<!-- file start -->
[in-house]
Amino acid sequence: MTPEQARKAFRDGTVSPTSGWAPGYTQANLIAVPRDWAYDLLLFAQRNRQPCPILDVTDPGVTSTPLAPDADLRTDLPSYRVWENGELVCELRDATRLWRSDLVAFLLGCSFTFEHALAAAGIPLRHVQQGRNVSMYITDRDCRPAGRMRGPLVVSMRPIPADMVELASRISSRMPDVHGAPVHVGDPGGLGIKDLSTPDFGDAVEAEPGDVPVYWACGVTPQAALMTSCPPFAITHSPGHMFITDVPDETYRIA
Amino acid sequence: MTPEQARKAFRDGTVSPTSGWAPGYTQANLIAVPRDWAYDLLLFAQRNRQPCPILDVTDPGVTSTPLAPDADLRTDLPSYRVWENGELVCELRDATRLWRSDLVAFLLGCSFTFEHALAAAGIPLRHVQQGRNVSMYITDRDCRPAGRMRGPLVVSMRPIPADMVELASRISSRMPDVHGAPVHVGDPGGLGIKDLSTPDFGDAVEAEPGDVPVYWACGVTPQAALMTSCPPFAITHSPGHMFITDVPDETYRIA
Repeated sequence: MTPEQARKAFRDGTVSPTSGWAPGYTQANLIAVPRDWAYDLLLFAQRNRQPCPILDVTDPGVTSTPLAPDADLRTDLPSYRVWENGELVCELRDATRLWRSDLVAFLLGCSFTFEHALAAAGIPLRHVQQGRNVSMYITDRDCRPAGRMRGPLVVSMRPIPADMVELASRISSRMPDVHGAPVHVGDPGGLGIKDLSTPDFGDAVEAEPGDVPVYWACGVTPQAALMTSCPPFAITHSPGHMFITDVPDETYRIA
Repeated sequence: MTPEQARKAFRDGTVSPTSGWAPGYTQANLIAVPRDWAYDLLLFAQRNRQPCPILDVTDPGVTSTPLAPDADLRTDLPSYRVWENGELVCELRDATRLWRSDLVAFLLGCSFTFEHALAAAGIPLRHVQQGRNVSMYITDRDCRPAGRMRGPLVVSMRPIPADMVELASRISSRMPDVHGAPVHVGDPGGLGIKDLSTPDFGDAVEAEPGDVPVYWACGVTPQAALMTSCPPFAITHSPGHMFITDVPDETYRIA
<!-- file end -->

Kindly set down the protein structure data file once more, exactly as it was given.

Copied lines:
[in-house]
Amino acid sequence: MTPEQARKAFRDGTVSPTSGWAPGYTQANLIAVPRDWAYDLLLFAQRNRQPCPILDVTDPGVTSTPLAPDADLRTDLPSYRVWENGELVCELRDATRLWRSDLVAFLLGCSFTFEHALAAAGIPLRHVQQGRNVSMYITDRDCRPAGRMRGPLVVSMRPIPADMVELASRISSRMPDVHGAPVHVGDPGGLGIKDLSTPDFGDAVEAEPGDVPVYWACGVTPQAALMTSCPPFAITHSPGHMFITDVPDETYRIA
Amino acid sequence: MTPEQARKAFRDGTVSPTSGWAPGYTQANLIAVPRDWAYDLLLFAQRNRQPCPILDVTDPGVTSTPLAPDADLRTDLPSYRVWENGELVCELRDATRLWRSDLVAFLLGCSFTFEHALAAAGIPLRHVQQGRNVSMYITDRDCRPAGRMRGPLVVSMRPIPADMVELASRISSRMPDVHGAPVHVGDPGGLGIKDLSTPDFGDAVEAEPGDVPVYWACGVTPQAALMTSCPPFAITHSPGHMFITDVPDETYRIA
Repeated sequence: MTPEQARKAFRDGTVSPTSGWAPGYTQANLIAVPRDWAYDLLLFAQRNRQPCPILDVTDPGVTSTPLAPDADLRTDLPSYRVWENGELVCELRDATRLWRSDLVAFLLGCSFTFEHALAAAGIPLRHVQQGRNVSMYITDRDCRPAGRMRGPLVVSMRPIPADMVELASRISSRMPDVHGAPVHVGDPGGLGIKDLSTPDFGDAVEAEPGDVPVYWACGVTPQAALMTSCPPFAITHSPGHMFITDVPDETYRIA
Repeated sequence: MTPEQARKAFRDGTVSPTSGWAPGYTQANLIAVPRDWAYDLLLFAQRNRQPCPILDVTDPGVTSTPLAPDADLRTDLPSYRVWENGELVCELRDATRLWRSDLVAFLLGCSFTFEHALAAAGIPLRHVQQGRNVSMYITDRDCRPAGRMRGPLVVSMRPIPADMVELASRISSRMPDVHGAPVHVGDPGGLGIKDLSTPDFGDAVEAEPGDVPVYWACGVTPQAALMTSCPPFAITHSPGHMFITDVPDETYRIA